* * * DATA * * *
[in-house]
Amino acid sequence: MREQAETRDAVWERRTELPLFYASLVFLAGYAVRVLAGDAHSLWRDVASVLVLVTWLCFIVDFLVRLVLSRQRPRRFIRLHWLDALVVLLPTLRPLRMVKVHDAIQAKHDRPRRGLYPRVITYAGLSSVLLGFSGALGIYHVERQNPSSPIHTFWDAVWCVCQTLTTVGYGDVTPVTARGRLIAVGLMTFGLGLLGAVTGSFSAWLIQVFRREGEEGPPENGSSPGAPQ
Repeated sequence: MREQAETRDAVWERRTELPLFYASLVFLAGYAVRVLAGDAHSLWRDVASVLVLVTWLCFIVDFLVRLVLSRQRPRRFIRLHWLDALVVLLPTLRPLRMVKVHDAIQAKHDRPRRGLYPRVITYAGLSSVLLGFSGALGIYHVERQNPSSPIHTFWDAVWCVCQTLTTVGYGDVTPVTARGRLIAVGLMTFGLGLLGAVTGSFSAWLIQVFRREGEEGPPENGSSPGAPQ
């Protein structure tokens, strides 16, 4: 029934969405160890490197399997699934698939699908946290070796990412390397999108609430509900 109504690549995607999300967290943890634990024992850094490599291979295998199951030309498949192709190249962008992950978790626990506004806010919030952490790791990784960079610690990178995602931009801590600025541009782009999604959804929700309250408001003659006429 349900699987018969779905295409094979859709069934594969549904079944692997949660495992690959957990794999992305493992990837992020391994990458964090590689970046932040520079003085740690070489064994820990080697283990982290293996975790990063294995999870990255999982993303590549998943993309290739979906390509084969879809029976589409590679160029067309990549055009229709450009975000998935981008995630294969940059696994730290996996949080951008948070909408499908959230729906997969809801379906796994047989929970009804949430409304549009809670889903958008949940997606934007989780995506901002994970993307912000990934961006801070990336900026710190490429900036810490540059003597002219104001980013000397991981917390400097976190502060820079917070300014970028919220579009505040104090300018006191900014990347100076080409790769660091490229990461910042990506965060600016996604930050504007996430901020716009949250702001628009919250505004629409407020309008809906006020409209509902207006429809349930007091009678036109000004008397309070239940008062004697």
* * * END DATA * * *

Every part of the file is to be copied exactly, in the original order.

[in-house]
Amino acid sequence: MREQAETRDAVWERRTELPLFYASLVFLAGYAVRVLAGDAHSLWRDVASVLVLVTWLCFIVDFLVRLVLSRQRPRRFIRLHWLDALVVLLPTLRPLRMVKVHDAIQAKHDRPRRGLYPRVITYAGLSSVLLGFSGALGIYHVERQNPSSPIHTFWDAVWCVCQTLTTVGYGDVTPVTARGRLIAVGLMTFGLGLLGAVTGSFSAWLIQVFRREGEEGPPENGSSPGAPQ
Repeated sequence: MREQAETRDAVWERRTELPLFYASLVFLAGYAVRVLAGDAHSLWRDVASVLVLVTWLCFIVDFLVRLVLSRQRPRRFIRLHWLDALVVLLPTLRPLRMVKVHDAIQAKHDRPRRGLYPRVITYAGLSSVLLGFSGALGIYHVERQNPSSPIHTFWDAVWCVCQTLTTVGYGDVTPVTARGRLIAVGLMTFGLGLLGAVTGSFSAWLIQVFRREGEEGPPENGSSPGAPQ
């Protein structure tokens, strides 16, 4: 029934969405160890490197399997699934698939699908946290070796990412390397999108609430509900 109504690549995607999300967290943890634990024992850094490599291979295998199951030309498949192709190249962008992950978790626990506004806010919030952490790791990784960079610690990178995602931009801590600025541009782009999604959804929700309250408001003659006429 349900699987018969779905295409094979859709069934594969549904079944692997949660495992690959957990794999992305493992990837992020391994990458964090590689970046932040520079003085740690070489064994820990080697283990982290293996975790990063294995999870990255999982993303590549998943993309290739979906390509084969879809029976589409590679160029067309990549055009229709450009975000998935981008995630294969940059696994730290996996949080951008948070909408499908959230729906997969809801379906796994047989929970009804949430409304549009809670889903958008949940997606934007989780995506901002994970993307912000990934961006801070990336900026710190490429900036810490540059003597002219104001980013000397991981917390400097976190502060820079917070300014970028919220579009505040104090300018006191900014990347100076080409790769660091490229990461910042990506965060600016996604930050504007996430901020716009949250702001628009919250505004629409407020309008809906006020409209509902207006429809349930007091009678036109000004008397309070239940008062004697």